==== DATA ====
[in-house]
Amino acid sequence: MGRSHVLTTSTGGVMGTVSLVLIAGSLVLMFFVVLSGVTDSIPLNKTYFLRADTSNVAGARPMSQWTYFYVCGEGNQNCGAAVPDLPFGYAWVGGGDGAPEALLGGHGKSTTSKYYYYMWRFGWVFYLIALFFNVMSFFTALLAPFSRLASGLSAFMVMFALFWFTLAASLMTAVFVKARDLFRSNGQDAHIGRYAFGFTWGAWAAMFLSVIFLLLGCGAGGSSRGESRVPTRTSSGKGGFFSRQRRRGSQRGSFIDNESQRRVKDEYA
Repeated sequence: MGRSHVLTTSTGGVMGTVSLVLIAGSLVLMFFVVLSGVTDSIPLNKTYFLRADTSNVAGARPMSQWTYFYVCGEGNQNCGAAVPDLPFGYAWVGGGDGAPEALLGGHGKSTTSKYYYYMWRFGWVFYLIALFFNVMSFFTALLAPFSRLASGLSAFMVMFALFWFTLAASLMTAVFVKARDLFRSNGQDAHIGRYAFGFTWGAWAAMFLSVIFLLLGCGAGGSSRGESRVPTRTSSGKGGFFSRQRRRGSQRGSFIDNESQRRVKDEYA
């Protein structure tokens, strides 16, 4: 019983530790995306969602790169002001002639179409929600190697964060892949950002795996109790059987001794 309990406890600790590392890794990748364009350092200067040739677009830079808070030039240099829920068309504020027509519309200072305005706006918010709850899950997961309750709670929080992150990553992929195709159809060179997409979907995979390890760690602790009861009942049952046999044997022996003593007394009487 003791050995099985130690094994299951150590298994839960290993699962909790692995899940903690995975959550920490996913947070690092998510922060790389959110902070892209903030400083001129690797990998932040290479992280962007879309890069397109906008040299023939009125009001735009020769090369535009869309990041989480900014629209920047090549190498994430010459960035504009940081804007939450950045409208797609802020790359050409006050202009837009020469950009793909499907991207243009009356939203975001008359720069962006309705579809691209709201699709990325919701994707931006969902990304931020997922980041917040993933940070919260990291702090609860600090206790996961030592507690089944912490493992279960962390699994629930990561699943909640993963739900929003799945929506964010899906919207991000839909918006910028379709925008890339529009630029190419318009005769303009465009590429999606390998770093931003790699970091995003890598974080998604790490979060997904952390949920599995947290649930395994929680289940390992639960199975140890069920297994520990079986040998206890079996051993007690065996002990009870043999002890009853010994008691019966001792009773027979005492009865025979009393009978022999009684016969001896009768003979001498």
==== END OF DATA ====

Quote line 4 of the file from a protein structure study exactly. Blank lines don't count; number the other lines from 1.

């Protein structure tokens, strides 16, 4: 019983530790995306969602790169002001002639179409929600190697964060892949950002795996109790059987001794 309990406890600790590392890794990748364009350092200067040739677009830079808070030039240099829920068309504020027509519309200072305005706006918010709850899950997961309750709670929080992150990553992929195709159809060179997409979907995979390890760690602790009861009942049952046999044997022996003593007394009487 003791050995099985130690094994299951150590298994839960290993699962909790692995899940903690995975959550920490996913947070690092998510922060790389959110902070892209903030400083001129690797990998932040290479992280962007879309890069397109906008040299023939009125009001735009020769090369535009869309990041989480900014629209920047090549190498994430010459960035504009940081804007939450950045409208797609802020790359050409006050202009837009020469950009793909499907991207243009009356939203975001008359720069962006309705579809691209709201699709990325919701994707931006969902990304931020997922980041917040993933940070919260990291702090609860600090206790996961030592507690089944912490493992279960962390699994629930990561699943909640993963739900929003799945929506964010899906919207991000839909918006910028379709925008890339529009630029190419318009005769303009465009590429999606390998770093931003790699970091995003890598974080998604790490979060997904952390949920599995947290649930395994929680289940390992639960199975140890069920297994520990079986040998206890079996051993007690065996002990009870043999002890009853010994008691019966001792009773027979005492009865025979009393009978022999009684016969001896009768003979001498």